Character Description

February 5, 2018

This is an example I modelled for students for Character Description. I had to meet the Success Criteria that we had made which was:

  • Describe how they look
  • Describe how they act/react
  • Use direct speech
  • Describe how other characters react to them
  • Describe their clothes

This was written in front of them in full flow… with some input from the students!


His grey hoodie was too big for him and fell over his hands like a willow tree over a lake, gently brushing the surface of his fingertips. He couldn’t help but fiddle with the sleeves, nervously scraping his nails across the stitching. His hair was shaved close to his head but he had long eyelashes which shadowed his dark grey eyes.  He saw her coming before she saw him.

“Hey!” he shouted, clearing his chest of sandwich crumbs and rising from the brick wall. She smiled at him, but then looked away, awkwardly acting as if she didn’t know him. She was like a mouse skittering across the kitchen floor so as not to be seen. Flailing madly, he ran across to her – shoving his body in front of her and glaring.

“Am I not worth one little hello, Andrea?!”

When teaching Pathetic Fallacy

February 3, 2018

I often think to myself – I don’t write enough! My blog has lain dormant for over a year now and notepads lie empty and un-scribbled in.

But I’ve realised, of course, that I write all the time! I write examples for students almost every day which we analyse or use as models for techniques.

So, I thought that I’d start to post some here – starting with this extract which I wrote during a lesson on Pathetic Fallacy. The task was that I gave them timed writing tasks with different weather examples in different orders. We were to see how much the weather changes and order affected the story we wrote. Here’s one I wrote where every picture was of a kind of vague drizzle. The time limit was 5 minutes.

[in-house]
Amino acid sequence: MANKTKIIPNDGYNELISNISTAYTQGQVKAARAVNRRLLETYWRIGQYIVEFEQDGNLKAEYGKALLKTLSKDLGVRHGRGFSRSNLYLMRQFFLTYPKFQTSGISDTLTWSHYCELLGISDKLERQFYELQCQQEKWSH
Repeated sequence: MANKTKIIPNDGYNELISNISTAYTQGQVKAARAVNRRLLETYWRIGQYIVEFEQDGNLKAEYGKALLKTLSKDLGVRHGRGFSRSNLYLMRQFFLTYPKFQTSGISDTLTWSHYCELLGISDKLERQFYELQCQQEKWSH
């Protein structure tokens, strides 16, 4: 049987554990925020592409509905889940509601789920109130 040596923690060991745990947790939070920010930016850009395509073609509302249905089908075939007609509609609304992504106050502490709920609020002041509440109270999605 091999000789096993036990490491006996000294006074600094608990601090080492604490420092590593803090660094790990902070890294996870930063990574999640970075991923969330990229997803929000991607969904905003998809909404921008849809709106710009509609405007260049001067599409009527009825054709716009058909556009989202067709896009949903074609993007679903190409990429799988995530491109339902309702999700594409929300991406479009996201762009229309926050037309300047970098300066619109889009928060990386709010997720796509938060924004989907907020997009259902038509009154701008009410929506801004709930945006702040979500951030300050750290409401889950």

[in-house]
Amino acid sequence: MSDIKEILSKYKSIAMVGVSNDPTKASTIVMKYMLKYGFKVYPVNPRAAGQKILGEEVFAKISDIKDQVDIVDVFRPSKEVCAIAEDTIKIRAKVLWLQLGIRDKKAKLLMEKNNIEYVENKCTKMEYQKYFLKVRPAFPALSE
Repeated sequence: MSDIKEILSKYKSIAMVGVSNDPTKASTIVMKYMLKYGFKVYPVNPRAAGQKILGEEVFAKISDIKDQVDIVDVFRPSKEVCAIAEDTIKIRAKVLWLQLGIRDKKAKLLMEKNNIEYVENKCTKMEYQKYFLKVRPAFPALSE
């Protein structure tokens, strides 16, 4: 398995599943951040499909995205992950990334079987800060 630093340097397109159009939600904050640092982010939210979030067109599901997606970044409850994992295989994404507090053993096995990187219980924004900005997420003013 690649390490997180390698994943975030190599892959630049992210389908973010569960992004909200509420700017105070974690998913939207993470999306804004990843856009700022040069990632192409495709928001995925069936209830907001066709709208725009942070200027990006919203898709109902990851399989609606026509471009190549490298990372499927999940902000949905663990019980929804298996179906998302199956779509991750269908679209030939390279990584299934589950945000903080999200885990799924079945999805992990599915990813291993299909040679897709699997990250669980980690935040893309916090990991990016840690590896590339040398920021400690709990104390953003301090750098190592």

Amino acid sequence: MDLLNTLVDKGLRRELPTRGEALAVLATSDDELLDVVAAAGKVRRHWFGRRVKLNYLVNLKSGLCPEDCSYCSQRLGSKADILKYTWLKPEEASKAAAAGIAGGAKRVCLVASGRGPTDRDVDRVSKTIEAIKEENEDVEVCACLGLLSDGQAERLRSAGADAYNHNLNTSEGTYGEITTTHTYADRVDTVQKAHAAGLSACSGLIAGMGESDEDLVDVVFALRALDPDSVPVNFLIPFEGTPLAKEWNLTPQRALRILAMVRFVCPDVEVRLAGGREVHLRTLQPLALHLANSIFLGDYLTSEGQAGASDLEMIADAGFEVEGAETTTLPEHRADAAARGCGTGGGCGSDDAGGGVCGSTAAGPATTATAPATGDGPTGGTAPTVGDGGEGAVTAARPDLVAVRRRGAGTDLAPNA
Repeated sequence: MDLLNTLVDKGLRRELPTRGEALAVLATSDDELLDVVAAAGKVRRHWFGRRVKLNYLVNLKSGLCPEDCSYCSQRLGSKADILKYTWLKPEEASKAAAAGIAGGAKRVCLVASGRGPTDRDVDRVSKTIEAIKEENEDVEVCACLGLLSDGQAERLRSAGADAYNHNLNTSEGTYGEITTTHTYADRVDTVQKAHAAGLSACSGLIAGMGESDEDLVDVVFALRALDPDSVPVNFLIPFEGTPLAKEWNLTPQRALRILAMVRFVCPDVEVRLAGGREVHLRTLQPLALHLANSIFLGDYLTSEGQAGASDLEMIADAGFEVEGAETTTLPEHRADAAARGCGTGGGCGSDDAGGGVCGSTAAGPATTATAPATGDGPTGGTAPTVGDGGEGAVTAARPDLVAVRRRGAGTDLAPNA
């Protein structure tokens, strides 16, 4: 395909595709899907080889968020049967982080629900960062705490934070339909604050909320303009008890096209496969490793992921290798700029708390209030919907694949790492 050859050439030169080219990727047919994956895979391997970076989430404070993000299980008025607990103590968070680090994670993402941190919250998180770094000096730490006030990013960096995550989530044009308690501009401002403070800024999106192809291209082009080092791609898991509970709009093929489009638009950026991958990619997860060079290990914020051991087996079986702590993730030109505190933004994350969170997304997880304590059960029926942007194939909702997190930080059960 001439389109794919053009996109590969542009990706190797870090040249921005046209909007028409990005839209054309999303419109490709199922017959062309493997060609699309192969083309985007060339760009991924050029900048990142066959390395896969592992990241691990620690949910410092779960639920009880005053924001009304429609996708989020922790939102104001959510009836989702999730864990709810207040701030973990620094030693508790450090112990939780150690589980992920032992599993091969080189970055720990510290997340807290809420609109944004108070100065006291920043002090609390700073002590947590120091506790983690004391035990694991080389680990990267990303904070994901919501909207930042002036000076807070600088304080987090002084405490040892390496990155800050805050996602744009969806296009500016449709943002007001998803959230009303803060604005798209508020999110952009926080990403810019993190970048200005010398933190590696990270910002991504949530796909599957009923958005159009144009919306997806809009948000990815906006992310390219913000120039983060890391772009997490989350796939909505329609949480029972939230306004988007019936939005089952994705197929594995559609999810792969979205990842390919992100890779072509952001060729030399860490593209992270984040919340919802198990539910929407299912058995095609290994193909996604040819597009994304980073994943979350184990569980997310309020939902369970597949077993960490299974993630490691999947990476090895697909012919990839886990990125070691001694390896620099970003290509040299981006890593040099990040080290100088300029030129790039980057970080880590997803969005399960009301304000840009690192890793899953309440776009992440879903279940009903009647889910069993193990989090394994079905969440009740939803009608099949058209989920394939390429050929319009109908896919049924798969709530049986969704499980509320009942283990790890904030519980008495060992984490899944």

Outside the window, the pitter patter of rain trundled on, endlessly. It wasn’t that powerful rain which knocks you back and soaks you through instantly, or that light rain which seems to caress your face like a mother to a child – but a pathetic weak rain which insipidly creeps up on you, gradually corroding the outer layers of skin, until there you are – stripped of all protective layers, wrinkled finger tips and shrivelled heart – ready to sit on a park bench and simply give up.

The clouds weren’t a violent purple grey of surging anger, no, they were a tepid light grey like the suit trousers of an insurance salesman or the skin of someone who is not quite dead… Yet.

And the air hung like a meat carcass in the butcher’s shop – dead – but not yet of any discernable use. Awaiting eventual consumption.

It was cold.

But not too cold.

He longed to be frozen – for his fingers to ache with frost-bite; for icicles to pop from his nose like stalactites – just so that he could say:

“Ooh, it’s a bit chilly out, Margaret”


“We’ll need to get a fresh pair of gloves for you if this continues.”

But, no.

It was not too cold and neither was it warm.

Life was a luke-warm cup of tea for Nigel, and he wanted out.